Bariatric or Metabolic Surgery?
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A just published study carried out in a very large cohort of subjects showed that patients with type 2 diabetes (T2DM) who had five risk-factor variables within the target ranges appeared to have very little or no excess risk of death, myocardial infarction, or stroke as compared with the general population . The relative risk of pathological outcome increases with the increasing number of risk factor variables outside the usual target ranges. However, the estimated explained relative risk showing the association for various risk factor variables to heart failure or to cardiovascular events was very low: in the multiple regression analysis the R2 values ranged from 0 to 0.015, so indicating that any predicting factor can explain only very little bit of variance .
In severely obese patients with T2DM, the surgically obtained weight loss corresponds to an estimated average reduction of 48% in macro vascular risk and 79% in microvascular risk within a 5–10 year follow-up ; furthermore, the mortality rate was 70–80% lower in the surgery than in the medical treatment group [3, 4], and the results were very similar to those obtained in other studies comparing the mortality rate after bariatric surgery to conservative treatment among general severely obese patients regardless of diabetic status . Evidently in the surgical cohorts, as concerning death and occurrence of cardiovascular complications, a great deal of variance appears to be explained simply by having undergone bariatric surgery. Therefore, it can be suggested that in severely obese T2DM patients the clinical improvements have to be specifically accounted for more by the surgically obtained stable postoperative weight loss than by the normalization of the blood fasting glucose (FBG) level and T2DM remission.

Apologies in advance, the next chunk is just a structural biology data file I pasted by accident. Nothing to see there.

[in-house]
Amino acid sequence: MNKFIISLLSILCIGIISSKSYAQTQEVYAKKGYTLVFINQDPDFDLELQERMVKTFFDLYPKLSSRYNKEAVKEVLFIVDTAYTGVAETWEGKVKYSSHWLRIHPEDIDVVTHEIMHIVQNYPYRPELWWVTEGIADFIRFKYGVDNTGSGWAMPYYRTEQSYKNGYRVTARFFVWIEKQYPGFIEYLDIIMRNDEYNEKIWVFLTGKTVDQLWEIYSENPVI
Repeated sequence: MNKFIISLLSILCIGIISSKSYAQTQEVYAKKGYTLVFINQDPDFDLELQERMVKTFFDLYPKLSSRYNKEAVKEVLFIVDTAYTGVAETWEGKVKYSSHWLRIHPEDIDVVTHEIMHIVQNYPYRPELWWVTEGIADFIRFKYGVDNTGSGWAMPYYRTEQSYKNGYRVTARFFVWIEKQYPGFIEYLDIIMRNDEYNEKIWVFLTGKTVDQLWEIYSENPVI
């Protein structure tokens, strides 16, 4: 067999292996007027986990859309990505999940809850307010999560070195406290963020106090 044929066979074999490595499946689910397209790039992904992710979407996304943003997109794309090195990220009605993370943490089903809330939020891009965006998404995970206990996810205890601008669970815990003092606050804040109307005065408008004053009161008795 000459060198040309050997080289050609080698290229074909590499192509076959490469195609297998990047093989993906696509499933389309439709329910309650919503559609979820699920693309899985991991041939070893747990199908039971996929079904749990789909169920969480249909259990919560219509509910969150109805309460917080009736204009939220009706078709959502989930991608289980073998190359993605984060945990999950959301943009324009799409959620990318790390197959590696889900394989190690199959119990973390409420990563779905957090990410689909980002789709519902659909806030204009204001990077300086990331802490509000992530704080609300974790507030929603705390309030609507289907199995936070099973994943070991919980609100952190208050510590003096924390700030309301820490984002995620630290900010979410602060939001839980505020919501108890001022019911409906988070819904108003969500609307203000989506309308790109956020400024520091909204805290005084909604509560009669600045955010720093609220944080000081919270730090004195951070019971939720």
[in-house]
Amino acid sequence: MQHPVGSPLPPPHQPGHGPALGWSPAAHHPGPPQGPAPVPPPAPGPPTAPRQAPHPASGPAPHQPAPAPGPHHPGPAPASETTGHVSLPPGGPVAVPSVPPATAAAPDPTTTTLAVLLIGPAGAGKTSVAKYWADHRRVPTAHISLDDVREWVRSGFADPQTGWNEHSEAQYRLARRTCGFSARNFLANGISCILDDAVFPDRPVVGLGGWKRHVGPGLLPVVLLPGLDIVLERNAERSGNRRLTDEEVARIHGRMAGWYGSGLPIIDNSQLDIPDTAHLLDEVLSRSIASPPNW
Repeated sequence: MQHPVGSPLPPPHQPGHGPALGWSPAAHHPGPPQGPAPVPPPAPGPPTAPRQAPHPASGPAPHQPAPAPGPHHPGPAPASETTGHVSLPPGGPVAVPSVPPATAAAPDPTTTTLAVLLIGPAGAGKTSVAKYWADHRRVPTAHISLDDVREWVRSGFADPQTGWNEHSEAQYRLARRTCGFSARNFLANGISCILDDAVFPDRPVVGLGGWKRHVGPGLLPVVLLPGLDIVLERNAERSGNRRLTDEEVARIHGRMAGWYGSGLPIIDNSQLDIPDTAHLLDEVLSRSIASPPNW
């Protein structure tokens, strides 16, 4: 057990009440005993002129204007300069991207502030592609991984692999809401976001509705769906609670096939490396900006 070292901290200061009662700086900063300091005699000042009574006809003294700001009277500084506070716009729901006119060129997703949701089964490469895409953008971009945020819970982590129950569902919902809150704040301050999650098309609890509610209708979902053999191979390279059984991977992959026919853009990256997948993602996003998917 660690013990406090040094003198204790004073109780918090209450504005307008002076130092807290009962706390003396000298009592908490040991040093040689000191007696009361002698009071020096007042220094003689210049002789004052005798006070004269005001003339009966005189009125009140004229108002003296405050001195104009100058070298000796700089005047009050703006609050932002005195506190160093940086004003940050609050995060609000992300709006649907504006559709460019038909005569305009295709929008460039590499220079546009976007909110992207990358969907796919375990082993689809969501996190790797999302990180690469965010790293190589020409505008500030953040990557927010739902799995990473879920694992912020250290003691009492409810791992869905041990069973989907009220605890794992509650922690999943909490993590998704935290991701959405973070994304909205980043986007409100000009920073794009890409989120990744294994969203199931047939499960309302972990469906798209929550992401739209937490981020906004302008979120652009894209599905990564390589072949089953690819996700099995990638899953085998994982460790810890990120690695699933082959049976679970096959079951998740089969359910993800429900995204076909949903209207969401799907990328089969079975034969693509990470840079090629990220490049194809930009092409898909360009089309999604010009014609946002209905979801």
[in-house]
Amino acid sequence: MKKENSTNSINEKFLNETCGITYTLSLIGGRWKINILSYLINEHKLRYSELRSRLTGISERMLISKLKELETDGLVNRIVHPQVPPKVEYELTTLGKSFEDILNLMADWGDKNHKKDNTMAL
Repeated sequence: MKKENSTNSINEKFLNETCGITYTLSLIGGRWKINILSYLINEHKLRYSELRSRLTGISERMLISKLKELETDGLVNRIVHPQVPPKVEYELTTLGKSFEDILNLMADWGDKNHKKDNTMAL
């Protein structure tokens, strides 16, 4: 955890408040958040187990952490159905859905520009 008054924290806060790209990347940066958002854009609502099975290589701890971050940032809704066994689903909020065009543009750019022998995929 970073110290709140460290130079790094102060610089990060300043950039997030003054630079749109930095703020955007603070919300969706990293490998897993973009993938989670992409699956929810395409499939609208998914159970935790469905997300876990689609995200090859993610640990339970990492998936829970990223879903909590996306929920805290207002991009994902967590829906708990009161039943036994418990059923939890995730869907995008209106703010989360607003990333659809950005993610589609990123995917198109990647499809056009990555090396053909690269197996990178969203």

In this view, any bariatric operation carried out in a not obese T2DM patient with the precise aim to normalize the FBG is useless; since in the uncomplicated T2DM the relative risk of death or cardiovascular events is similar to that of general population, the clinical status cannot be improved by the normalization of FBG, and a metabolic improvement does not necessarily correspond to a true and actual positive clinical outcome.
For these reasons, we have doubts in still calling bariatric surgery “metabolic” or “diabetes” surgery.
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Conflict of Interest
The authors declare that they have no conflict of interest.
Ethical Approval Statement
This article does not contain any studies with human participants or animals performed by any of the authors.
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